Archive for December, 2013

Hey, I’m on C-SPAN

December 31, 2013 Leave a comment

Clearly appealing to the non-bowl-watching supermajority of the American people, C-SPAN aired this New Year’s Eve morning the panel on partisan polarization from the 2013 State of the Parties Conference at the  Ray C. Bliss Institute of Applied Politics at the University of Akron. As usual, John Green assembled a great meeting.


Click here to watch the panel; I bat lead-off with my co-authored paper with Mike Ensley and Ted Carmines about why Americans can’t get beyond the left-right divide. The panel also includes two very interesting papers giving evidence for the idea that dislike for the other party is a driver of partisan polarization in the electorate.  The first, from David Kimball, Bryce Summary, and Eric Vorst provided evidence that partisans are systematically likely to find that the other side makes them feel angry and afraid. Alan Abramowitz showed evidence of increasing negative affect for the other party as well; his analysis of the American National Election Study data showed that people’s placement of the distance between their own ideological position and the position of their party has not changed much but that the distance between their position and the other party has grown dramatically.

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All the News About “the Center” That’s Fit to Print

December 3, 2013 Leave a comment

The great Thomas Edsall, the New York Times columnist and professor of journalism at Columbia University, has a nice column featuring my research with Ted Carmines and Mike Ensley examining the consequences of a political system in which elected officials are divided along a single ideological dimension while the public is split across two.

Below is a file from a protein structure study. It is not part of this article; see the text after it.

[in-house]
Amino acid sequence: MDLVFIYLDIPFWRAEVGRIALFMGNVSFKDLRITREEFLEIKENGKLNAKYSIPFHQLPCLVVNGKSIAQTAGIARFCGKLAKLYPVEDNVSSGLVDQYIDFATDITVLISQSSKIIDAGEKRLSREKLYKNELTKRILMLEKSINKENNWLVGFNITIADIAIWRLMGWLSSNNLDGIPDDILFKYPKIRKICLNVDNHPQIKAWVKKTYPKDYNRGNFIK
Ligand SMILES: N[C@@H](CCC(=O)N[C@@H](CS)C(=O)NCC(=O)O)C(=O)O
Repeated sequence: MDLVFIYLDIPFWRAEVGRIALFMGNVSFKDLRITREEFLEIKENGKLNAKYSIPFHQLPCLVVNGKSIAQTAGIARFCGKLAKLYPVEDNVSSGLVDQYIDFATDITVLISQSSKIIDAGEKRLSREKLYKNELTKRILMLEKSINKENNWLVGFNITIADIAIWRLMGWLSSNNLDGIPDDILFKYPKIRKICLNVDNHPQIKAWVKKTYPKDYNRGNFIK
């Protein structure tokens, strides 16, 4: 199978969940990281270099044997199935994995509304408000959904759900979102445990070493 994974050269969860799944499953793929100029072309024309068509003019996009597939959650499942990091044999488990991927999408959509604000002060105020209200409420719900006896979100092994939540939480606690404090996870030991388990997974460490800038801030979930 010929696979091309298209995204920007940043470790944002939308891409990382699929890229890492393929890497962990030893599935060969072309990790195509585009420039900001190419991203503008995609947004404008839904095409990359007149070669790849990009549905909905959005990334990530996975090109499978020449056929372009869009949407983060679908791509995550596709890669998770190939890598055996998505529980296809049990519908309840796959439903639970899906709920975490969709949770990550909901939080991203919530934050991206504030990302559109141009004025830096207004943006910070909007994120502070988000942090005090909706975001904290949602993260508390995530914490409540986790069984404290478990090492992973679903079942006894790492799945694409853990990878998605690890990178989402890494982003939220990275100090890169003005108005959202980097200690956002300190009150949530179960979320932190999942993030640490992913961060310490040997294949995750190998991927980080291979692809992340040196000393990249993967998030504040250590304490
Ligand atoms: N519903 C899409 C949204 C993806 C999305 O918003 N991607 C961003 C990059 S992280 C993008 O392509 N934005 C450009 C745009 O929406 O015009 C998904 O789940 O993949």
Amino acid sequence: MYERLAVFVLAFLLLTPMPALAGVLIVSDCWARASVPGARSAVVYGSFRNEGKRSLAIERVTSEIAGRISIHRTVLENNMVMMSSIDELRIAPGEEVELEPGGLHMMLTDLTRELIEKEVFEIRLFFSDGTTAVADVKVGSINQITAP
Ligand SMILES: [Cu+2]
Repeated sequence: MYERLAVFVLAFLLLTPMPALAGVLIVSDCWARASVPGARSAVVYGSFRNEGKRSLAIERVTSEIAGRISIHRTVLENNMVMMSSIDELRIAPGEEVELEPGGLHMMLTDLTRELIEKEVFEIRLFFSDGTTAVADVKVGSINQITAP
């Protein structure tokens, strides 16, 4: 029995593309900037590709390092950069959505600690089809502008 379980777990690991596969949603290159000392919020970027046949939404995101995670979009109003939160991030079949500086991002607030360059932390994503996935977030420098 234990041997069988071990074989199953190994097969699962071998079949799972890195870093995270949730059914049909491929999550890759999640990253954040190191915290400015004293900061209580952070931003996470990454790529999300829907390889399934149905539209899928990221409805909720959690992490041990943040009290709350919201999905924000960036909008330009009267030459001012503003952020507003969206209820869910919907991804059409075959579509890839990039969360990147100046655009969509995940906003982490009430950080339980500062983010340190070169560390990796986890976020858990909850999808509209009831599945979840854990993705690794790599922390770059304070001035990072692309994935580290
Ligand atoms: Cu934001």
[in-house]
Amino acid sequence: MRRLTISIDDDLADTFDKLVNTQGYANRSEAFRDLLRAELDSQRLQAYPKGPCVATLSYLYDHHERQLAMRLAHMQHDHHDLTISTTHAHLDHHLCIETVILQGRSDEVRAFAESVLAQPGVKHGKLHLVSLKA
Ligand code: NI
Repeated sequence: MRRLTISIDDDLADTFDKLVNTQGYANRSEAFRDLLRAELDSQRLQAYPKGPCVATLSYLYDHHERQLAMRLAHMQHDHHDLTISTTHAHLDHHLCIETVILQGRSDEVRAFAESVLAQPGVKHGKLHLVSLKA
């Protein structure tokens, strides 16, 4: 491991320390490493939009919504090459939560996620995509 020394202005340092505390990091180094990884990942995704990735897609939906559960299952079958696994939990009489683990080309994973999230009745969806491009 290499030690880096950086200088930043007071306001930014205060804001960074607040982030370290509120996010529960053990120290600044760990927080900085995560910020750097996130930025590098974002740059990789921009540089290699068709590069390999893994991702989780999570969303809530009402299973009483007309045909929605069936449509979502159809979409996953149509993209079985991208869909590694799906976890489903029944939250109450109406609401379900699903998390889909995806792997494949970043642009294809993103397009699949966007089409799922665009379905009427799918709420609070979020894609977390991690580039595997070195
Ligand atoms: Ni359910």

He writes,

The Carmines-Ensley-Wagner analysis helps explain the roiling nature of contemporary politics, what they call “the deep-seated ideological heterogeneity” of the American electorate. The heterogeneity lying just under the surface polarization has led to two seemingly divergent developments.

The relatively narrow voting groups that fit the traditional definition of liberal and conservative are entrenched in the two-party system — conservatives strongly sharing the policy preferences of the Republican Party and liberals strongly sharing the policy preferences of the Democratic Party — and the very depth of this belief creates the gap that defines political polarization. But there is another world of disaffection aswirl here too: populists and libertarians are disconnected from both parties, often cross-pressured issue by issue, with libertarians gravitating towards the Republican Party on economics and to the Democrats on social issues, while populists are propelled in the opposite direction.

The figure that expresses the general logic behind the argument is below.

We presented the paper at the State of the Parties Conference at the Bliss Institute at the University of Akron last month. The hyperlink in the previous sentence links to all of the paper presented at the meeting. The whole conference was very interesting.

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